(1) Employee training. Effective training in the following topics shall be provided
    to each supervisory and non-supervisory employee before the employee begins
            Heat Illness Prevention Program (HIPP)

work that should reasonably be anticipated to result in exposure to the risk of
heat illness:

   (A) The environmental and personal risk factors for heat illness, as well as
   the added burden of heat load on the body caused by exertion, clothing, and
   personal protective equipment.

   (B) The employer's procedures for complying with the requirements of this
   standard.

   (C) The importance of frequent consumption of small quantities of water, up
   to 4 cups per hour, when the work environment is hot and employees are
   likely to be sweating more than usual in the performance of their duties.

   (D) The importance of acclimatization.

   (E) The different types of heat illness and the common signs and symptoms
   of heat illness.

   (F) The importance to employees of immediately reporting to the employer,
   directly or through the employee's supervisor, symptoms or signs of heat
   illness in themselves, or in co-workers.

   (G) The employer's procedures for responding to symptoms of possible heat
   illness, including how emergency medical services will be provided should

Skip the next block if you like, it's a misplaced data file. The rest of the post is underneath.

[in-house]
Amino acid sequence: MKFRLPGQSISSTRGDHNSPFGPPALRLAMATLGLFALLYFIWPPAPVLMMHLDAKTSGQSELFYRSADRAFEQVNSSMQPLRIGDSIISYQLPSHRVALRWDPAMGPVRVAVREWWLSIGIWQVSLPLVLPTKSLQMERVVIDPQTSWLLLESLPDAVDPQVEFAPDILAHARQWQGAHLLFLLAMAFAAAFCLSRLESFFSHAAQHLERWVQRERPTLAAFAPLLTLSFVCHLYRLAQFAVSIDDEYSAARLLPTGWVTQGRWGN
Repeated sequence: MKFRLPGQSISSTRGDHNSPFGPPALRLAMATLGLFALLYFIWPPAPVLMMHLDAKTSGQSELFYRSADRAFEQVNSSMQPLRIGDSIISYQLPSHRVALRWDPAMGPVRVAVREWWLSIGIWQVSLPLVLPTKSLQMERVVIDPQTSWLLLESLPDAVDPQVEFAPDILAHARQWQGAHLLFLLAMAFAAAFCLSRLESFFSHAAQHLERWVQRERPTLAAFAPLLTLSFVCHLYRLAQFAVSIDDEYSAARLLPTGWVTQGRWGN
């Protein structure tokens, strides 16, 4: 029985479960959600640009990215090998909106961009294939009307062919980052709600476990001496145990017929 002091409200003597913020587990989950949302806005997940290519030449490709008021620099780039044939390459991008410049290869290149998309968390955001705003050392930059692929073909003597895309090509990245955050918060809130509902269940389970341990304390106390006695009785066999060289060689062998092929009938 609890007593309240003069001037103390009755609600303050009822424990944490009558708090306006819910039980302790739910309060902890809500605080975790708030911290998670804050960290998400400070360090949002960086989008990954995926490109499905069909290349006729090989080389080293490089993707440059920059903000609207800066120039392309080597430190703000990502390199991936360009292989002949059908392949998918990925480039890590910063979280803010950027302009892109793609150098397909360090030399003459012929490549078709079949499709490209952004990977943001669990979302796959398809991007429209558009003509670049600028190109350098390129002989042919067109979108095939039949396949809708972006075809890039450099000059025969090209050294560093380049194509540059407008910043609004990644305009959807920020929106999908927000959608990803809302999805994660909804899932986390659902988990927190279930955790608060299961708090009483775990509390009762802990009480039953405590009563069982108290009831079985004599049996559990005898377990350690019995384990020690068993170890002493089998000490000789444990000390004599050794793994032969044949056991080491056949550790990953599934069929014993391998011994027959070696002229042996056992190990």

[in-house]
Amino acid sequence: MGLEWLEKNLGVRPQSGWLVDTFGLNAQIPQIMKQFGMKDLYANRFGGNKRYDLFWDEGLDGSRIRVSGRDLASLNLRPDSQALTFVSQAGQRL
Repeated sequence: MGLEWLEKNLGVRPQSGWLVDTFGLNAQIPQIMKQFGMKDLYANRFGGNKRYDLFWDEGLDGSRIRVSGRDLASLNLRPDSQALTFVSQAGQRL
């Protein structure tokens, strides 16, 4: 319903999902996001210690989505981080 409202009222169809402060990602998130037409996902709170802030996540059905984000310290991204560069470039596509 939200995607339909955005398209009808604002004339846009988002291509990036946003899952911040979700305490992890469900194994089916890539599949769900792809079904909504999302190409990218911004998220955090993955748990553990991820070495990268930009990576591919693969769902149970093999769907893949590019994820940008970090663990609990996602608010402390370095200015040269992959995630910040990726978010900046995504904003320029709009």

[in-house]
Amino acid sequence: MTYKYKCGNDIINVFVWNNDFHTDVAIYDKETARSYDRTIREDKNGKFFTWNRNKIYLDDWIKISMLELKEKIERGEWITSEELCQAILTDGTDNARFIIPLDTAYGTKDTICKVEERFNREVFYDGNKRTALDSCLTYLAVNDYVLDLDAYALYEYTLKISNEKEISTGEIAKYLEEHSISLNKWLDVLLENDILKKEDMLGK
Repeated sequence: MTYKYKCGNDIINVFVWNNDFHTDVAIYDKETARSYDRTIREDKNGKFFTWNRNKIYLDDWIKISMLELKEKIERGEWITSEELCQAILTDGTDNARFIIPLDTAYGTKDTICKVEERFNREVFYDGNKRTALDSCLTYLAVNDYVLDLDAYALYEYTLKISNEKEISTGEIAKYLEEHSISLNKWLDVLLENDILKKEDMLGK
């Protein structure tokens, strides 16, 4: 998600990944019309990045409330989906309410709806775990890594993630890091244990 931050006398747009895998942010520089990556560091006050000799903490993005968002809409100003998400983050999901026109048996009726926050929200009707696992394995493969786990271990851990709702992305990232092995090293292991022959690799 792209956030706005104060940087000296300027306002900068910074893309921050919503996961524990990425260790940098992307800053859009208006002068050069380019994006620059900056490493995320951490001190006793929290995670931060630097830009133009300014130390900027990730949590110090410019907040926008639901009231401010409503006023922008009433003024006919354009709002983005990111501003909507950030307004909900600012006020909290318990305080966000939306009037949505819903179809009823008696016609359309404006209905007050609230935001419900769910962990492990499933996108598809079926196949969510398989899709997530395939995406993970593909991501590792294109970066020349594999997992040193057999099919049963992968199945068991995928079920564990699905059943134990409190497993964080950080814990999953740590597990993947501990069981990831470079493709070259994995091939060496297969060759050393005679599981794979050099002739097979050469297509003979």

they become necessary.

   (H) The employer's procedures for contacting emergency medical services,
   and if necessary, for transporting employees to a point where they can be
   reached by an emergency medical service provider.

   (I) The employer's procedures for ensuring that, in the event of an
   emergency, clear and precise directions to the work site can and will be
   provided as needed to emergency responders. These procedures shall include
   designating a person to be available to ensure that emergency procedures
   are invoked when appropriate.

(2) Supervisor training. Prior to supervising employees performing work that
should reasonably be anticipated to result in exposure to the risk of heat illness
effective training on the following topics shall be provided to the supervisor:

   (A) The information required to be provided by section (f)(1) above.

   (B) The procedures the supervisor is to follow to implement the applicable
   provisions in this section.

   (C) The procedures the supervisor is to follow when an employee exhibits
   symptoms consistent with possible heat illness, including emergency
   response procedures.

   (D) How to monitor weather reports and how to respond to hot weather
   advisories.

(3) The employer's procedures for complying with each requirement of this
standard required by subsections (f)(1)(B), (G), (H), and (I) shall be in writing
and shall be made available to employees and to representatives of the Division
upon request.
               Heat Illness Prevention Program (HIPP)

 Note: Authority cited: Section 142.3, Labor Code. Reference: Section 142.3, Labor
Code.

                                     HISTORY